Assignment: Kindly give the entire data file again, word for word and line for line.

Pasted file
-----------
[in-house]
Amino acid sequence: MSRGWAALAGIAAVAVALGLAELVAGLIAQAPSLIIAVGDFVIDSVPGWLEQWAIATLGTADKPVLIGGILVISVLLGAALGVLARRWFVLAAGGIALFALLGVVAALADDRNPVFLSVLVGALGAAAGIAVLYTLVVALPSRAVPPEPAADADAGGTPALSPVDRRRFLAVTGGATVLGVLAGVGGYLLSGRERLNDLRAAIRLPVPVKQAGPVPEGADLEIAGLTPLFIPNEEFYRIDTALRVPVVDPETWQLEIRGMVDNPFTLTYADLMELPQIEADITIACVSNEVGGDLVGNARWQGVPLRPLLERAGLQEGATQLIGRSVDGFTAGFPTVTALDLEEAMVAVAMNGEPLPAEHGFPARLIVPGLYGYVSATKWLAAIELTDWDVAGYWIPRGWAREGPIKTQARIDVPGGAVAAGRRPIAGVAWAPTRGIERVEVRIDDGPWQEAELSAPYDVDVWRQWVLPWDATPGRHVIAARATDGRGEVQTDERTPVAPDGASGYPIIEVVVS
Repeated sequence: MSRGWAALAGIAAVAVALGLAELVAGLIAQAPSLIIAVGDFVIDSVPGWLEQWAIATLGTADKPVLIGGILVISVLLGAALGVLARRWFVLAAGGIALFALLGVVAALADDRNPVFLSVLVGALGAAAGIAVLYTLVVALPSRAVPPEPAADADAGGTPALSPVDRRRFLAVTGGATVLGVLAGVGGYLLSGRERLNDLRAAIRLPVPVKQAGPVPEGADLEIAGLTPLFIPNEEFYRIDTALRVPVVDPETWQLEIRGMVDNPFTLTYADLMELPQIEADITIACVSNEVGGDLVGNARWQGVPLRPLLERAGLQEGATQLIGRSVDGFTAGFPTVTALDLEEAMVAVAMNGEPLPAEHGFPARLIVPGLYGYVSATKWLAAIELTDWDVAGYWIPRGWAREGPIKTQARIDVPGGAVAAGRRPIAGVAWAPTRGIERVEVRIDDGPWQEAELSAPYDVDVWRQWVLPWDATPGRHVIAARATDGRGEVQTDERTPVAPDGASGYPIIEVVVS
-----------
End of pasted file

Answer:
[in-house]
Amino acid sequence: MSRGWAALAGIAAVAVALGLAELVAGLIAQAPSLIIAVGDFVIDSVPGWLEQWAIATLGTADKPVLIGGILVISVLLGAALGVLARRWFVLAAGGIALFALLGVVAALADDRNPVFLSVLVGALGAAAGIAVLYTLVVALPSRAVPPEPAADADAGGTPALSPVDRRRFLAVTGGATVLGVLAGVGGYLLSGRERLNDLRAAIRLPVPVKQAGPVPEGADLEIAGLTPLFIPNEEFYRIDTALRVPVVDPETWQLEIRGMVDNPFTLTYADLMELPQIEADITIACVSNEVGGDLVGNARWQGVPLRPLLERAGLQEGATQLIGRSVDGFTAGFPTVTALDLEEAMVAVAMNGEPLPAEHGFPARLIVPGLYGYVSATKWLAAIELTDWDVAGYWIPRGWAREGPIKTQARIDVPGGAVAAGRRPIAGVAWAPTRGIERVEVRIDDGPWQEAELSAPYDVDVWRQWVLPWDATPGRHVIAARATDGRGEVQTDERTPVAPDGASGYPIIEVVVS
Repeated sequence: MSRGWAALAGIAAVAVALGLAELVAGLIAQAPSLIIAVGDFVIDSVPGWLEQWAIATLGTADKPVLIGGILVISVLLGAALGVLARRWFVLAAGGIALFALLGVVAALADDRNPVFLSVLVGALGAAAGIAVLYTLVVALPSRAVPPEPAADADAGGTPALSPVDRRRFLAVTGGATVLGVLAGVGGYLLSGRERLNDLRAAIRLPVPVKQAGPVPEGADLEIAGLTPLFIPNEEFYRIDTALRVPVVDPETWQLEIRGMVDNPFTLTYADLMELPQIEADITIACVSNEVGGDLVGNARWQGVPLRPLLERAGLQEGATQLIGRSVDGFTAGFPTVTALDLEEAMVAVAMNGEPLPAEHGFPARLIVPGLYGYVSATKWLAAIELTDWDVAGYWIPRGWAREGPIKTQARIDVPGGAVAAGRRPIAGVAWAPTRGIERVEVRIDDGPWQEAELSAPYDVDVWRQWVLPWDATPGRHVIAARATDGRGEVQTDERTPVAPDGASGYPIIEVVVS